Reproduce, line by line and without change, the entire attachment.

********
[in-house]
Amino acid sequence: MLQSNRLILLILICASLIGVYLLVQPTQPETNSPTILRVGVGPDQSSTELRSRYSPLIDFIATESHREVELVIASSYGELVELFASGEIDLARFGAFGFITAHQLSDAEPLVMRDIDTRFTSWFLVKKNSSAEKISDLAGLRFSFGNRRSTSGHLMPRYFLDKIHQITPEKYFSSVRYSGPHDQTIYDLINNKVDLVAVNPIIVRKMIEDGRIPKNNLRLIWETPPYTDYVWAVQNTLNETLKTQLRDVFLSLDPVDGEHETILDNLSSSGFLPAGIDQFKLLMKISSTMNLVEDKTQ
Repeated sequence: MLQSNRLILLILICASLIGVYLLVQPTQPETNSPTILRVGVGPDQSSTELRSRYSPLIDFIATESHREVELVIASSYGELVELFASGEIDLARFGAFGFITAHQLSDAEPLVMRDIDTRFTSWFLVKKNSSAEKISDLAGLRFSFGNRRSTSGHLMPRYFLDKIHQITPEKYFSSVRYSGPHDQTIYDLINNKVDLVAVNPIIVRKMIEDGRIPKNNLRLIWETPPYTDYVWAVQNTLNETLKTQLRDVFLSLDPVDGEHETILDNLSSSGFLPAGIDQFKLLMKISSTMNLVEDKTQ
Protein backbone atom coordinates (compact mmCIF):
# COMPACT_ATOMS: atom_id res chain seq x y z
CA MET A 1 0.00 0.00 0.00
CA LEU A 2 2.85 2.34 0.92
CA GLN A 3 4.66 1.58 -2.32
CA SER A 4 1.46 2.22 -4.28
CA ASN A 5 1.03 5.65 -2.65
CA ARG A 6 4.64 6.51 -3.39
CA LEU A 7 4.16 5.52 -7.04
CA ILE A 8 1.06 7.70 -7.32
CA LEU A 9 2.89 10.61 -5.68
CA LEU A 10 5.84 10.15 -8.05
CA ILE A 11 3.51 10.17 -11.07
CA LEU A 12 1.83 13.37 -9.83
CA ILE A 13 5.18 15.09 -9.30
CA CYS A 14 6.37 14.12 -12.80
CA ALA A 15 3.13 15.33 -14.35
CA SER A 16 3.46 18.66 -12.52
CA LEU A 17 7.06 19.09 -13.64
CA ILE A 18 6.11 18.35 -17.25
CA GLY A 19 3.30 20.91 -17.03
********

[in-house]
Amino acid sequence: MLQSNRLILLILICASLIGVYLLVQPTQPETNSPTILRVGVGPDQSSTELRSRYSPLIDFIATESHREVELVIASSYGELVELFASGEIDLARFGAFGFITAHQLSDAEPLVMRDIDTRFTSWFLVKKNSSAEKISDLAGLRFSFGNRRSTSGHLMPRYFLDKIHQITPEKYFSSVRYSGPHDQTIYDLINNKVDLVAVNPIIVRKMIEDGRIPKNNLRLIWETPPYTDYVWAVQNTLNETLKTQLRDVFLSLDPVDGEHETILDNLSSSGFLPAGIDQFKLLMKISSTMNLVEDKTQ
Repeated sequence: MLQSNRLILLILICASLIGVYLLVQPTQPETNSPTILRVGVGPDQSSTELRSRYSPLIDFIATESHREVELVIASSYGELVELFASGEIDLARFGAFGFITAHQLSDAEPLVMRDIDTRFTSWFLVKKNSSAEKISDLAGLRFSFGNRRSTSGHLMPRYFLDKIHQITPEKYFSSVRYSGPHDQTIYDLINNKVDLVAVNPIIVRKMIEDGRIPKNNLRLIWETPPYTDYVWAVQNTLNETLKTQLRDVFLSLDPVDGEHETILDNLSSSGFLPAGIDQFKLLMKISSTMNLVEDKTQ
Protein backbone atom coordinates (compact mmCIF):
# COMPACT_ATOMS: atom_id res chain seq x y z
CA MET A 1 0.00 0.00 0.00
CA LEU A 2 2.85 2.34 0.92
CA GLN A 3 4.66 1.58 -2.32
CA SER A 4 1.46 2.22 -4.28
CA ASN A 5 1.03 5.65 -2.65
CA ARG A 6 4.64 6.51 -3.39
CA LEU A 7 4.16 5.52 -7.04
CA ILE A 8 1.06 7.70 -7.32
CA LEU A 9 2.89 10.61 -5.68
CA LEU A 10 5.84 10.15 -8.05
CA ILE A 11 3.51 10.17 -11.07
CA LEU A 12 1.83 13.37 -9.83
CA ILE A 13 5.18 15.09 -9.30
CA CYS A 14 6.37 14.12 -12.80
CA ALA A 15 3.13 15.33 -14.35
CA SER A 16 3.46 18.66 -12.52
CA LEU A 17 7.06 19.09 -13.64
CA ILE A 18 6.11 18.35 -17.25
CA GLY A 19 3.30 20.91 -17.03